I did not know that it was useless to pretend it wasn’t there.
I secretly knew for many months that she was touched by autism. But I hoped that if no one noticed – that if we could “just make it to age 3” with no one saying the word out loud – that we would have somehow escaped its grip.
I did not know that some people never speak.
When she first started getting speech therapy I recall saying to my husband, “We should stop worrying so much! I mean, I remember kids in school who had trouble talking. They would get pulled out of the room to go to Speech class… but they turned out just fine. Everyone speaks eventually.”
But in fact, 8 in every 1000 men, women and children are unable to verbally express emotions, feelings and needs.
I did not know that it might not go away.
Soon after Rhema was diagnosed at the age of two, I attended a conference. During the break, a woman sitting next to me showed me a photo of her 11-year old daughter who had autism. I was confused and disheartened. What is she doing here? Why would she be at this conference? Is her 11-year old still affected? I had just assumed that my child would outgrow the diagnosis by age 3 or 4.
I did not know that three years later she would still seem to have no concept of holidays and birthdays and how that would sadden me.
I did not know that there might be more than meets the eye when a child is melting down in a public place. And it just might not be a sign of a spoiled kid or bad parenting.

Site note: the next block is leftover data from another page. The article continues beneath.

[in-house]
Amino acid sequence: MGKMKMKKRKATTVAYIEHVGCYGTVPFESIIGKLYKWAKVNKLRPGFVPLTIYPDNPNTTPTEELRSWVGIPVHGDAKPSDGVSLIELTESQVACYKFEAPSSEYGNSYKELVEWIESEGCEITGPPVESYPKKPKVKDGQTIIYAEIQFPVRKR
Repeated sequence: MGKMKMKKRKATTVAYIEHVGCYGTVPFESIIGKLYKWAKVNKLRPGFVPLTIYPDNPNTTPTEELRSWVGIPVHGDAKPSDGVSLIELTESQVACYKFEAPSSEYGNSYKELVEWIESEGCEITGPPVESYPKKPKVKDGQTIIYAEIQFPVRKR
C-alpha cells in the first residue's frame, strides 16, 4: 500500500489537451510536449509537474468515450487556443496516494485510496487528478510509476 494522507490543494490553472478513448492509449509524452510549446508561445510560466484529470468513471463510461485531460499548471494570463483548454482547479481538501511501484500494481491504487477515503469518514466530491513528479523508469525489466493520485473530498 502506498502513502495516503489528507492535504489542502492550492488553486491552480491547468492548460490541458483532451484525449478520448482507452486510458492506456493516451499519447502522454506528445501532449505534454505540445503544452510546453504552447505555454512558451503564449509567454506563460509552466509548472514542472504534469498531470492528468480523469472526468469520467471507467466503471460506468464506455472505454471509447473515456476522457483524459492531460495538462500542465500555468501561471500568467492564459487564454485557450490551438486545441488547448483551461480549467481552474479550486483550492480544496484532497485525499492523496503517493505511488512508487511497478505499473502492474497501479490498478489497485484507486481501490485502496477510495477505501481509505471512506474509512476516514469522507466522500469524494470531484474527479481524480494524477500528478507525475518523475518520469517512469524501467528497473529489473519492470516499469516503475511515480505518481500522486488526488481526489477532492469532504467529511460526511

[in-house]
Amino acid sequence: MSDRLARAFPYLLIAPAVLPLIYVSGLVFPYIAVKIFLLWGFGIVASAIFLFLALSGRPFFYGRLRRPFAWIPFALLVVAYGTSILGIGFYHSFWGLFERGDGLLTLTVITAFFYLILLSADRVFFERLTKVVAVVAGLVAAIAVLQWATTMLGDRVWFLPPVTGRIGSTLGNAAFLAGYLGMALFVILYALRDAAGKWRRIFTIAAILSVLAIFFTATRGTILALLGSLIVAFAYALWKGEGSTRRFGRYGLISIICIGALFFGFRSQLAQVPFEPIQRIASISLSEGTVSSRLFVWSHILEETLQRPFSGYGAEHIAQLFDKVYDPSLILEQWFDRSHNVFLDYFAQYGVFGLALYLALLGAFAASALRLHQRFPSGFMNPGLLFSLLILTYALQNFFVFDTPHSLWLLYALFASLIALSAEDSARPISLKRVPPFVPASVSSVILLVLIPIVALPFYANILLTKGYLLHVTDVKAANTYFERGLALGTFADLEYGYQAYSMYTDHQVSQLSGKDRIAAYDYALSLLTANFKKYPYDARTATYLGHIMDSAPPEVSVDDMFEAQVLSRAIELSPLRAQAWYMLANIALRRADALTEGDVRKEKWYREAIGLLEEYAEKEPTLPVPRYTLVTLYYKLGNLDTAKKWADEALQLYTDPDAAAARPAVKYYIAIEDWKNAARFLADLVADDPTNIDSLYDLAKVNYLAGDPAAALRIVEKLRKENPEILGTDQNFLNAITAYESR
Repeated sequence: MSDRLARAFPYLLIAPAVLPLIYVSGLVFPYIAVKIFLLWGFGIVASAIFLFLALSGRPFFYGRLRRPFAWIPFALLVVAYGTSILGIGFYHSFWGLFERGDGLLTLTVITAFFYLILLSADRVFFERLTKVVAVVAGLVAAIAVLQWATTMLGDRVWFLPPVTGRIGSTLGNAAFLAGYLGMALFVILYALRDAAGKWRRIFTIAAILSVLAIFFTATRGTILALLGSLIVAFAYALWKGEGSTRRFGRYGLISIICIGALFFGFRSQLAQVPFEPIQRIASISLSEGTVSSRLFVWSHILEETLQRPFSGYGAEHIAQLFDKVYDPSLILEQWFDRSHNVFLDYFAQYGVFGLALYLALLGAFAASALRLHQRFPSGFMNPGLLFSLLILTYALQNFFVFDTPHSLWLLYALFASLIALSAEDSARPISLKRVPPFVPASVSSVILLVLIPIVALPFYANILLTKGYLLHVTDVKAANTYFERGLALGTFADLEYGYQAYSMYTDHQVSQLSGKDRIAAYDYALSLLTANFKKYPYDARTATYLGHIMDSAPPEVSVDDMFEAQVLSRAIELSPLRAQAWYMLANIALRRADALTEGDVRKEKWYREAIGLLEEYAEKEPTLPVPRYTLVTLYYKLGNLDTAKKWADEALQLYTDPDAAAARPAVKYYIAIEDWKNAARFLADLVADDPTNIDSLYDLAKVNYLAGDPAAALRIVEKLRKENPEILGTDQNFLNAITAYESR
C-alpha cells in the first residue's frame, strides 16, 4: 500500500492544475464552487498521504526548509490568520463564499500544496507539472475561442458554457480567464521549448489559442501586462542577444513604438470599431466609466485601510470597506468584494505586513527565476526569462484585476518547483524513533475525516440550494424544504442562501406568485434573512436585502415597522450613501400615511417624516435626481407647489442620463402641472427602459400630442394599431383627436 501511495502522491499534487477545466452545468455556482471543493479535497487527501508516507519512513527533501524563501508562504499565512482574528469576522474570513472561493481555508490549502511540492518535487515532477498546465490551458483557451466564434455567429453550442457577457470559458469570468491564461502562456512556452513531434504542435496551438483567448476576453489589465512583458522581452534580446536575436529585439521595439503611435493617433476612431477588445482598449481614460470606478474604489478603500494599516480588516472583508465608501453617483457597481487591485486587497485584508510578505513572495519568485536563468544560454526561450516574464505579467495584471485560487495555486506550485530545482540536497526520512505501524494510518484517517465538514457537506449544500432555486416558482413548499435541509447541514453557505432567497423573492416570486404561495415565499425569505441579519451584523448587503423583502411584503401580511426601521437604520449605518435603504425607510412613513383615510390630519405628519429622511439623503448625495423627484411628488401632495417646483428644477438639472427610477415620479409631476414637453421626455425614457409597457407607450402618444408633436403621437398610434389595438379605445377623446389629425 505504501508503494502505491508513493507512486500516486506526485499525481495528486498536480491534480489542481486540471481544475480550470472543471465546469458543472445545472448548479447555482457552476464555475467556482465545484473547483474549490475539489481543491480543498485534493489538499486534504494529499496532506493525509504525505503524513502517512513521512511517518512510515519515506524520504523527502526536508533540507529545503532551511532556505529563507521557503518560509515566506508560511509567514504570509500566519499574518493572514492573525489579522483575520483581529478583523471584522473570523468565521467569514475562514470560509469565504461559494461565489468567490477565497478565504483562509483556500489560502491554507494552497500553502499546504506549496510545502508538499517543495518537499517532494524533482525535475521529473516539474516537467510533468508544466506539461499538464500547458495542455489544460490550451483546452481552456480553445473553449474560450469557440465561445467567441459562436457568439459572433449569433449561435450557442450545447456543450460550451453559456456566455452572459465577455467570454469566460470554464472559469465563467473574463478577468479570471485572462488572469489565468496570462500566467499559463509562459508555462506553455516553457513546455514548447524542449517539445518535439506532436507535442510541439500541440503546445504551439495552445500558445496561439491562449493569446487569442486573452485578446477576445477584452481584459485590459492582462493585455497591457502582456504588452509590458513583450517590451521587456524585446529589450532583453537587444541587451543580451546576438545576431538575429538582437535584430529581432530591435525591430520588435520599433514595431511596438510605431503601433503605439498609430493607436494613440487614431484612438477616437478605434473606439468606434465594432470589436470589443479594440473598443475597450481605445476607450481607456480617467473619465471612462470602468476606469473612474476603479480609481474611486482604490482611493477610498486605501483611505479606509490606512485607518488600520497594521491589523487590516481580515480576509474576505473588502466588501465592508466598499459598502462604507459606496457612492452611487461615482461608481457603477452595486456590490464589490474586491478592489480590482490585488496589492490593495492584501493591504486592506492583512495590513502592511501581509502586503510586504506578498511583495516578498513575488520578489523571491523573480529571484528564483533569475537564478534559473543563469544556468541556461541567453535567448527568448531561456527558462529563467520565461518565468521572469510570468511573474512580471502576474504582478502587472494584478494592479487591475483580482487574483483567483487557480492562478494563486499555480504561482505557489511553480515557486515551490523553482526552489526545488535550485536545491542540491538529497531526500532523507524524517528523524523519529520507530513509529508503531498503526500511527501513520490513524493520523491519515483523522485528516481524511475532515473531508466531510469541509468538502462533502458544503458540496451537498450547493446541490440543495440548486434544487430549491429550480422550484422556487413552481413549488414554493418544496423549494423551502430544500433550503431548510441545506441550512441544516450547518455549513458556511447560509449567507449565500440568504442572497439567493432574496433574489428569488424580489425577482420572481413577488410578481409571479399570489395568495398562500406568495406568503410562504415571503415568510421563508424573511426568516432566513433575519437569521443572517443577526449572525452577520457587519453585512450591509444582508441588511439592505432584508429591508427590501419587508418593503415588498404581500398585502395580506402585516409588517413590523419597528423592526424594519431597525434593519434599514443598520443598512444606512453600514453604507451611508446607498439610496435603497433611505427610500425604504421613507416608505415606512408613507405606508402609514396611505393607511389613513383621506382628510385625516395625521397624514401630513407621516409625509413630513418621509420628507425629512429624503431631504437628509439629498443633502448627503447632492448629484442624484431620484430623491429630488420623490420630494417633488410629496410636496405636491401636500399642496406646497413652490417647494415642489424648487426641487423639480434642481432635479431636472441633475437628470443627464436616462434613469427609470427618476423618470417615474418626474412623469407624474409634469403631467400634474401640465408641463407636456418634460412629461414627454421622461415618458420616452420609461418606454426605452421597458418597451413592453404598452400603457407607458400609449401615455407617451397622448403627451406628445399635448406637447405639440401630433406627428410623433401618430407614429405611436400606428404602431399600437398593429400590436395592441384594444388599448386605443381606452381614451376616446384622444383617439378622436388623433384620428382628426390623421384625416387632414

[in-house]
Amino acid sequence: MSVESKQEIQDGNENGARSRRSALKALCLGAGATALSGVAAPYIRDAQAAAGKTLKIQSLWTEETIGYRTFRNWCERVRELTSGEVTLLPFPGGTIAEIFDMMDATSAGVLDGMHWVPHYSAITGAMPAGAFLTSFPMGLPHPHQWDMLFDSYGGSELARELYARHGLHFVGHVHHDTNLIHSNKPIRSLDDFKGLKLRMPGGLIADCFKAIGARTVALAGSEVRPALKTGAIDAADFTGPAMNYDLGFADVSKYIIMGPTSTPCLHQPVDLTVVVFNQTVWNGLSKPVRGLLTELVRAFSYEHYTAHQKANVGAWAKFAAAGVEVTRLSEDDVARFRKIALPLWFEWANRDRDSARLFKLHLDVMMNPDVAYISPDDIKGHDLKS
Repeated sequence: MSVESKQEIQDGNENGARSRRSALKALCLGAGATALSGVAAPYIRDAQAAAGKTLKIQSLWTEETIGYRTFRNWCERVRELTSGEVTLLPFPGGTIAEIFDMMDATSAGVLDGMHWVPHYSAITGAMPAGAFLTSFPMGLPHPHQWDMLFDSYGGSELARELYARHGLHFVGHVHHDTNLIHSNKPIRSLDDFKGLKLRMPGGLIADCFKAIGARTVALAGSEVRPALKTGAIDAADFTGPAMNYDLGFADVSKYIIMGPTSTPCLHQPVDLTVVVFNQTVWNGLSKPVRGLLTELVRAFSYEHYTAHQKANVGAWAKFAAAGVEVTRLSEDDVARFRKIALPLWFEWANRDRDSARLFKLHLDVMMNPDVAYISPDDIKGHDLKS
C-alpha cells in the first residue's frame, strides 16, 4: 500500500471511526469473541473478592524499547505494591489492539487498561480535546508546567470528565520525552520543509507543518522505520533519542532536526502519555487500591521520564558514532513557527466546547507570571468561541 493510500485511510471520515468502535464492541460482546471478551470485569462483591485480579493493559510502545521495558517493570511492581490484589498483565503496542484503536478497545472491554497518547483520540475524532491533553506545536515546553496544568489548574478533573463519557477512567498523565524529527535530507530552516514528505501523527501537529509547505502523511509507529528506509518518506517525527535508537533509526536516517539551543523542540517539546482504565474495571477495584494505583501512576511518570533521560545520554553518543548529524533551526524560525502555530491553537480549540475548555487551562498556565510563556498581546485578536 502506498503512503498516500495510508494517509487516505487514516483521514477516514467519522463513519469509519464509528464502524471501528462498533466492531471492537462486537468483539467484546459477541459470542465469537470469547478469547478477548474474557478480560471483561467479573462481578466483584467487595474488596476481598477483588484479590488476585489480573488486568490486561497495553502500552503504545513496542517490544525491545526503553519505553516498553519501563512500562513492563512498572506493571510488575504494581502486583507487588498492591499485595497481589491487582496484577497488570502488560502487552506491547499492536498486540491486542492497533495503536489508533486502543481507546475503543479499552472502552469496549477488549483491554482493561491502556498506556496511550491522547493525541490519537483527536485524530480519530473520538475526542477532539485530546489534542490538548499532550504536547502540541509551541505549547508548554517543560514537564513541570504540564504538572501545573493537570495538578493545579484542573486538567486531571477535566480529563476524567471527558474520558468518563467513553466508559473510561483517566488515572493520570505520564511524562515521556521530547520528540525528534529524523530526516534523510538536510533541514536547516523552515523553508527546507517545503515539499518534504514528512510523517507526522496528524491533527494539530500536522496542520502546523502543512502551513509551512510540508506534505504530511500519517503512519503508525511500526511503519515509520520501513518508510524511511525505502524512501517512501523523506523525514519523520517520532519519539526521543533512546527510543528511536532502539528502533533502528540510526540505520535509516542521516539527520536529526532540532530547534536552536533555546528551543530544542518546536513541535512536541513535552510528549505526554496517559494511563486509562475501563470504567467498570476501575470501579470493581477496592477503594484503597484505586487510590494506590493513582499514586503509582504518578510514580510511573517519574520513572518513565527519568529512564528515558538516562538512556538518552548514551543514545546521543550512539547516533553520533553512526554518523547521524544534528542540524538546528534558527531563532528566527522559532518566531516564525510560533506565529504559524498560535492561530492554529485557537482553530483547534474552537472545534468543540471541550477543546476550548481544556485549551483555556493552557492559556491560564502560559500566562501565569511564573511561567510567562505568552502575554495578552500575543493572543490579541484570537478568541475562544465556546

I did not know that “smart” people had children in special education classes.
I did not know that the standard definition of autism leaves so much out; that it is indeed pervasive. (But how could they include it all?) That a disorder that impairs a person’s ability to communicate can also mean feeding issues, sensory disorders, sleeping problems, behavioral and anxiety issues, learning disabilities, motor problems, seizure disorders.
I did not know that I was not exempt from suffering… and that one day I would be thankful I was not exempt.
I did not know how sweet it is to offer a sacrifice of praise and song of hope when your heart has been broken.
I did not know that “faith never looks so grand in summer weather as it does in winter.”
I did not know that God could truly give me beauty for ashes, strength for fear, the oil of joy for mourning, and peace for despair. (Isa. 61:3)
I did not know that I would be blessed to meet such extraordinary people as a result of my daughter’s disability – people that have enriched our lives and shown us the closest thing to the perfect love of Christ.
I did not know that throughout the daily struggles of mothering a child with special needs, I could truly look to God and His Word to provide grace for every moment, to sustain my soul and refresh my spirit.
I did not know I could be so brave.
I did not know that my husband and I could go so low, weather this continual storm, and still find a greater intimacy.
I did not know that God could speak through a child with no words. But He does. Everyday.
Thank you, Lord, for teaching me the things I did not know.